Corporatism is a curse which Hyderabad cannot excuse itself from. The gradual doom of the city is scripted on the foreheads of employees in every inch of corporate spaces that systematically destroy traces of their intelligence and humanity with certainty and callousness. It is okay, if there is an unbiased and unapologetic corporate system in place. However, the corporate bosses and their HR managers rule over the creative capacities of their personnel with corrupted, self-serving, self-drumming, and bureaucratic evils that only second their counterparts in America. The pseudo-culture and relatively less intelligence of the people here is a direct result of corporatism and it’s larger, and far more dangerous twin, consumerism. As the great Italian poet, Pier Paulo Pasolini reiterated again and again, “I think that consumerism manipulates and violates bodies neither more nor less than Fascism”.

Although, technically, consumerism does not fully pertain to food and eating habits, it is good to begin understanding it with food. Consumerism creates products and services which we do not need. Therefore, an artificial demand is created for those products and services because a capitalist investment has already been made to produce them. Here, it is important to understand that the production of these ignores the existence of demand in and forcibly introduces them into the supply chain. There is increasing rate of obesity in Bangalore because of the excessive availability of tasty food in the restaurants and because the corporate employees there have virtually no time for cooking. The classic rule of corporatism as the indomitable avatar of the capitalist is to create imbalance and problems in the society and in turn work towards curing such imbalance and resolving such problems through charity. This charity is done for its own self-serving needs such as to relieve the burden of taxes. Its other aim, interestingly, is to exercise control on this entire system of organized victimization.
All of the school children who were caught using LSD belonged to families of high profile bureaucrats or parents holding high paying jobs in corporate companies. The schools they go to are some of the most prestigious institutions in the city. The corporate parents were found to rise from a lower economic condition to an affluent one and it is heartening to know that their children became vulnerable to drug abuse. The plausible reasons are many. Bad parenting, academic pressure in schools, contagious pampering with which these children were brought up, easy availability of money and gadgets, and so on and so forth might be some of the reasons. It is heartening to know that these children do not realize the efforts their parents expedite to meet ends. Plus, the children do not have sufficient play spaces in the city to engage themselves. Even if play spaces are available, they are simply not interested in playing games because of the electronic gadgets that they have access to.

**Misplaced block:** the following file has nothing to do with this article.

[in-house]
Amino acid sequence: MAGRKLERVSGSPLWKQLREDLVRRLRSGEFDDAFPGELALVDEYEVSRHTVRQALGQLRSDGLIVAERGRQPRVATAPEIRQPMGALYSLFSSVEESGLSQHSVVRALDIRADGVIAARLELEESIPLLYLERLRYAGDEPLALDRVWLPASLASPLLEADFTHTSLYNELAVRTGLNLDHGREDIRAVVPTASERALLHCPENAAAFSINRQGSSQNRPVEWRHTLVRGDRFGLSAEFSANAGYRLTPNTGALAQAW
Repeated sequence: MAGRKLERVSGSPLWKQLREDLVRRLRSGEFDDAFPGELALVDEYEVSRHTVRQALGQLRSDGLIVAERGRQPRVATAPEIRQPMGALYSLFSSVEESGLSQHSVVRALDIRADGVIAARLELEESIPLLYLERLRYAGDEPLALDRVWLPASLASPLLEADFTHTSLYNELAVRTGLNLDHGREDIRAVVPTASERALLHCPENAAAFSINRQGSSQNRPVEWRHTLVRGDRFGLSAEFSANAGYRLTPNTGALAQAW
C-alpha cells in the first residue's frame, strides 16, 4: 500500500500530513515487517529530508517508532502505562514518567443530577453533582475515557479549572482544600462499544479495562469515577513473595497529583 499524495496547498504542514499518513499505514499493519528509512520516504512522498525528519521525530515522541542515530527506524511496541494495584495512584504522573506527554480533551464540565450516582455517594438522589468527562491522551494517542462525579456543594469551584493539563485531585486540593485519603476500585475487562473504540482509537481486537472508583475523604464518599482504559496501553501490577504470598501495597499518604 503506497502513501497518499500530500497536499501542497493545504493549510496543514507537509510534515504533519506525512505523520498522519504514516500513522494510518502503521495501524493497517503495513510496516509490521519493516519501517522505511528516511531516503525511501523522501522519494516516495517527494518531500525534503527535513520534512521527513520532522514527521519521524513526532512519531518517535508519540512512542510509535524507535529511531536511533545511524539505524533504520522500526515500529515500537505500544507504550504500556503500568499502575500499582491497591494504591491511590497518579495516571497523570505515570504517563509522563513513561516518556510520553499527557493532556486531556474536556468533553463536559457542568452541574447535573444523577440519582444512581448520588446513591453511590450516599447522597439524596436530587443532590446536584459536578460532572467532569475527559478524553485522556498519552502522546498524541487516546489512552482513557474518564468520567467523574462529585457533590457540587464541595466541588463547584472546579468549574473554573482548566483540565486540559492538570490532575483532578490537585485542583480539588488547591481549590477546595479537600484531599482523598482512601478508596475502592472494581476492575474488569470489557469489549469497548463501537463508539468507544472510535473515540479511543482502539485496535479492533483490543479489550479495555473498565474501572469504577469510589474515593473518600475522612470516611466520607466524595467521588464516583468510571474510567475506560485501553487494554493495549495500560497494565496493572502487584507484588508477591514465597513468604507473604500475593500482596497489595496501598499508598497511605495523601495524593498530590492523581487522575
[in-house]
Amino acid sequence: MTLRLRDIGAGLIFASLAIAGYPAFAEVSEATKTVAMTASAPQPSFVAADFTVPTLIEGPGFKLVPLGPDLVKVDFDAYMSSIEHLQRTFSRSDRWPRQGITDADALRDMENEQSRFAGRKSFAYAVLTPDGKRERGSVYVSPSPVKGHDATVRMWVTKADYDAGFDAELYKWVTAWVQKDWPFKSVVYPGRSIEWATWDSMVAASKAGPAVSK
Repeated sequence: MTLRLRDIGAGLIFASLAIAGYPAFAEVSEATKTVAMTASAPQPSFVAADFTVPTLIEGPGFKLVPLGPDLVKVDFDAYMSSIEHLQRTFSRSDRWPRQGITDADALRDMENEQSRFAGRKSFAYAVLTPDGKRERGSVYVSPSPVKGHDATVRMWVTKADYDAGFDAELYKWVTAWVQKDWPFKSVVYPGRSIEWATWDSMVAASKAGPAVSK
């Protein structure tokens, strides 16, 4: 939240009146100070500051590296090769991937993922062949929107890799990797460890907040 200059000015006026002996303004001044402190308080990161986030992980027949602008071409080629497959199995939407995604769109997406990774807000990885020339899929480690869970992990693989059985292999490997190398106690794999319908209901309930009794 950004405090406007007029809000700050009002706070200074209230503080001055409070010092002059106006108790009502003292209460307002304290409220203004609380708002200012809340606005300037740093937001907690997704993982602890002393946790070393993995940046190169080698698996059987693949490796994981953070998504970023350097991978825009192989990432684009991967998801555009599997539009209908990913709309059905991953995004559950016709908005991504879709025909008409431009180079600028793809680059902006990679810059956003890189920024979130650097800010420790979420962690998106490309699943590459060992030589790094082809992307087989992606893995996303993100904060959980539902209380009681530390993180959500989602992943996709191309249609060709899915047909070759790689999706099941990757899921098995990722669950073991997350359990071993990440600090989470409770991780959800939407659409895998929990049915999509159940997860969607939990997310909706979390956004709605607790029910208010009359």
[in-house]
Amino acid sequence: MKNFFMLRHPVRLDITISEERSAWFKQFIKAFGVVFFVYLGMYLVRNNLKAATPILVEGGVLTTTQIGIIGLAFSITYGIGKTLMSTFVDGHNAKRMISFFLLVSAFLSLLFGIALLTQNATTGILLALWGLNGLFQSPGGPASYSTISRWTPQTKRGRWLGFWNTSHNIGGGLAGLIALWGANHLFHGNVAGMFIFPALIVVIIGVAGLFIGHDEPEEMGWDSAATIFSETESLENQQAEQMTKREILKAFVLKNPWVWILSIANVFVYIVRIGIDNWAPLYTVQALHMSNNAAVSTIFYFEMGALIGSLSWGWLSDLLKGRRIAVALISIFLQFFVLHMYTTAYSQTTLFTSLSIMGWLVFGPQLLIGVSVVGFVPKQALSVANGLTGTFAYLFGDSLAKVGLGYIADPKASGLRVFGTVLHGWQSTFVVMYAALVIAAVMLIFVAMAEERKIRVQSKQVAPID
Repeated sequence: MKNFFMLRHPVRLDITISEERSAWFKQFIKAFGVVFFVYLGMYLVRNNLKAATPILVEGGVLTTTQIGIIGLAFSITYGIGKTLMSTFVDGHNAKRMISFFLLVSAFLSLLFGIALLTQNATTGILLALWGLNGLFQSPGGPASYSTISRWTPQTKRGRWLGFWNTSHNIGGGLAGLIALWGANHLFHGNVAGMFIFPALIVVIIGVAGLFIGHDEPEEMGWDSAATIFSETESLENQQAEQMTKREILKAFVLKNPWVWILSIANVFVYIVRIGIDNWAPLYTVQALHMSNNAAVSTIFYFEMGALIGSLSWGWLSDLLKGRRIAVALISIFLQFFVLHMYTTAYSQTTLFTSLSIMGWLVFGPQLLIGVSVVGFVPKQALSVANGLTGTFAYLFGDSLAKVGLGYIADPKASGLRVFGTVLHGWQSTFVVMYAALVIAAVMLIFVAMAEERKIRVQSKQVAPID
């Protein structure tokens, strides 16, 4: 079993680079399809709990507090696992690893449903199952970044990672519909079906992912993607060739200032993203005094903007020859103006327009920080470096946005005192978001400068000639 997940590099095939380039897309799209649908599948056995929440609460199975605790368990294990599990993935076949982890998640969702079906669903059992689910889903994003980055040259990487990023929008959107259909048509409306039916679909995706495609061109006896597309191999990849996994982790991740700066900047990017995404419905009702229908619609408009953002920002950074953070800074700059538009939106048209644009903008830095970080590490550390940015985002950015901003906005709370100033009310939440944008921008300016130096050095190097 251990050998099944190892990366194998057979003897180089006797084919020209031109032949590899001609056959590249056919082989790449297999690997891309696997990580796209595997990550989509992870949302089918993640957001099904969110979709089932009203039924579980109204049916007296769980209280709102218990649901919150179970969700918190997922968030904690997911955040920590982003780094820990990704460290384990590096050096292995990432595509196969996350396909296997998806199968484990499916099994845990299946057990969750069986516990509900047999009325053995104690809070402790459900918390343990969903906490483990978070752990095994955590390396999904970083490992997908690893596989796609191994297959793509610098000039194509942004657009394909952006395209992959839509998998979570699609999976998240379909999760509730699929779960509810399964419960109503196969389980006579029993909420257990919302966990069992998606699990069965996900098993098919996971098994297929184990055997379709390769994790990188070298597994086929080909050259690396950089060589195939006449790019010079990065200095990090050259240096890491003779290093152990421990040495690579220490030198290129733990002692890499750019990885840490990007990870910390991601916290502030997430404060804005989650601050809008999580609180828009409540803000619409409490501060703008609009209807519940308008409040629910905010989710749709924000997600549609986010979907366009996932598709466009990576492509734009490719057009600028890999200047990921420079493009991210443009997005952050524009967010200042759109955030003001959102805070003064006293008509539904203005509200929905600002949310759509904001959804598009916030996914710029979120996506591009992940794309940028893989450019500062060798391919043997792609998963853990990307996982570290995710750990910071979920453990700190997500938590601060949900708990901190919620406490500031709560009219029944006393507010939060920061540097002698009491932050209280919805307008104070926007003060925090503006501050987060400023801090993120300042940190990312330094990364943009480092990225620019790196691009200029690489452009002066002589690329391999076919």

The present Hyderabad, as we see and live in it today, is the result of the violent cultural and social repressive forces created by the present Telugu cinema industry which has long migrated from Madras state after the bifurcation of Andhra Pradesh. At least till the 1970s, the golden era of Telugu cinema flourished and after that except for very few movies that came out now and then, the Telugu cinema gradually lost its luster to its pathetic condition in the present times. The great revolutionary poet Sri Sri expressed displeasure in one of his interviews, “Cinema is the art form of the 20th century. When I entered the cinema field, it looked as though a writer could influence the film production. (This actually happened in Tamil Nadu). But it proved an illusion in Andhra.”